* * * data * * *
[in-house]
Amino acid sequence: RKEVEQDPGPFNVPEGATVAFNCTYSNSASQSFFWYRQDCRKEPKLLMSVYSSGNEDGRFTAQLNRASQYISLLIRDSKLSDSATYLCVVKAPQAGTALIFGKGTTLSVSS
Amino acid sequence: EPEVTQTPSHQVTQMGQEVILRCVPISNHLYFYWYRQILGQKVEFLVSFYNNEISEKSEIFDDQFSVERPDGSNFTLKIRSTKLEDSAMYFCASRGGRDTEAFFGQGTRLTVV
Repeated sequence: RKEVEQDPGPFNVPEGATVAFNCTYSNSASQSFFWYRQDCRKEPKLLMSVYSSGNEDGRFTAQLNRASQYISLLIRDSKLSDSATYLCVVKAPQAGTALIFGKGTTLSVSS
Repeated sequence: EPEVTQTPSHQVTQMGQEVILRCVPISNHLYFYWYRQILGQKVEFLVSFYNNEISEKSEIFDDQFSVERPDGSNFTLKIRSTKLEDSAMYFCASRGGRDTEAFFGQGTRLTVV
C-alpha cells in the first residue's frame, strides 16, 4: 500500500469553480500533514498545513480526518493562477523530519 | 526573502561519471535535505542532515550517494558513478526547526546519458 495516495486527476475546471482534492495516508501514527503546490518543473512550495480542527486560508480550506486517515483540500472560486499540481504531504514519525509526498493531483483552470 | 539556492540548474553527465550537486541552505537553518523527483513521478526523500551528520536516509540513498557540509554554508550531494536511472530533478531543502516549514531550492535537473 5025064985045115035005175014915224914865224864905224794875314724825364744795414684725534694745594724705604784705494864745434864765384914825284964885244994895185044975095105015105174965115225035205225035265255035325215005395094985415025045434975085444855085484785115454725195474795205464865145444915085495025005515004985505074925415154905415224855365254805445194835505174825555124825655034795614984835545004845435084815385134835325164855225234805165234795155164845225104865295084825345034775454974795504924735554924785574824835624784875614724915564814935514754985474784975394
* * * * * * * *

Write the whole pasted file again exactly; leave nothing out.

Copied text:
[in-house]
Amino acid sequence: RKEVEQDPGPFNVPEGATVAFNCTYSNSASQSFFWYRQDCRKEPKLLMSVYSSGNEDGRFTAQLNRASQYISLLIRDSKLSDSATYLCVVKAPQAGTALIFGKGTTLSVSS
Amino acid sequence: EPEVTQTPSHQVTQMGQEVILRCVPISNHLYFYWYRQILGQKVEFLVSFYNNEISEKSEIFDDQFSVERPDGSNFTLKIRSTKLEDSAMYFCASRGGRDTEAFFGQGTRLTVV
Repeated sequence: RKEVEQDPGPFNVPEGATVAFNCTYSNSASQSFFWYRQDCRKEPKLLMSVYSSGNEDGRFTAQLNRASQYISLLIRDSKLSDSATYLCVVKAPQAGTALIFGKGTTLSVSS
Repeated sequence: EPEVTQTPSHQVTQMGQEVILRCVPISNHLYFYWYRQILGQKVEFLVSFYNNEISEKSEIFDDQFSVERPDGSNFTLKIRSTKLEDSAMYFCASRGGRDTEAFFGQGTRLTVV
C-alpha cells in the first residue's frame, strides 16, 4: 500500500469553480500533514498545513480526518493562477523530519 | 526573502561519471535535505542532515550517494558513478526547526546519458 495516495486527476475546471482534492495516508501514527503546490518543473512550495480542527486560508480550506486517515483540500472560486499540481504531504514519525509526498493531483483552470 | 539556492540548474553527465550537486541552505537553518523527483513521478526523500551528520536516509540513498557540509554554508550531494536511472530533478531543502516549514531550492535537473 5025064985045115035005175014915224914865224864905224794875314724825364744795414684725534694745594724705604784705494864745434864765384914825284964885244994895185044975095105015105174965115225035205225035265255035325215005395094985415025045434975085444855085484785115454725195474795205464865145444915085495025005515004985505074925415154905415224855365254805445194835505174825555124825655034795614984835545004845435084815385134835325164855225234805165234795155164845225104865295084825345034775454974795504924735554924785574824835624784875614724915564814935514754985474784975394